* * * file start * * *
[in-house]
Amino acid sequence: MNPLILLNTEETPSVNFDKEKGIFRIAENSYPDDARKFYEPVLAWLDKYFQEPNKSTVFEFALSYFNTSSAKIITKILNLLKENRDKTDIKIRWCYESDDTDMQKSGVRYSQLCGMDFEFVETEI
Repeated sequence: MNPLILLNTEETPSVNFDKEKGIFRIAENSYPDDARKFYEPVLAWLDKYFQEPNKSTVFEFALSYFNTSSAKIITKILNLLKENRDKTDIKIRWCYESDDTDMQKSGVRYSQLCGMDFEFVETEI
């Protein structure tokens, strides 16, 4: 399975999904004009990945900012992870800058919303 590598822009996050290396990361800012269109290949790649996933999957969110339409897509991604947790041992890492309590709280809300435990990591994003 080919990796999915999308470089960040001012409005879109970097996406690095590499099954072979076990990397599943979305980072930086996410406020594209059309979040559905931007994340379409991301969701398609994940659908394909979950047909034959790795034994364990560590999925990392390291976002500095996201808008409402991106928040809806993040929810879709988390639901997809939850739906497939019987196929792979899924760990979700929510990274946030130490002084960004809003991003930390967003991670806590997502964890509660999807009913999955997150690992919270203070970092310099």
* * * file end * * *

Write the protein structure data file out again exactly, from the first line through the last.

[in-house]
Amino acid sequence: MNPLILLNTEETPSVNFDKEKGIFRIAENSYPDDARKFYEPVLAWLDKYFQEPNKSTVFEFALSYFNTSSAKIITKILNLLKENRDKTDIKIRWCYESDDTDMQKSGVRYSQLCGMDFEFVETEI
Repeated sequence: MNPLILLNTEETPSVNFDKEKGIFRIAENSYPDDARKFYEPVLAWLDKYFQEPNKSTVFEFALSYFNTSSAKIITKILNLLKENRDKTDIKIRWCYESDDTDMQKSGVRYSQLCGMDFEFVETEI
């Protein structure tokens, strides 16, 4: 399975999904004009990945900012992870800058919303 590598822009996050290396990361800012269109290949790649996933999957969110339409897509991604947790041992890492309590709280809300435990990591994003 080919990796999915999308470089960040001012409005879109970097996406690095590499099954072979076990990397599943979305980072930086996410406020594209059309979040559905931007994340379409991301969701398609994940659908394909979950047909034959790795034994364990560590999925990392390291976002500095996201808008409402991106928040809806993040929810879709988390639901997809939850739906497939019987196929792979899924760990979700929510990274946030130490002084960004809003991003930390967003991670806590997502964890509660999807009913999955997150690992919270203070970092310099």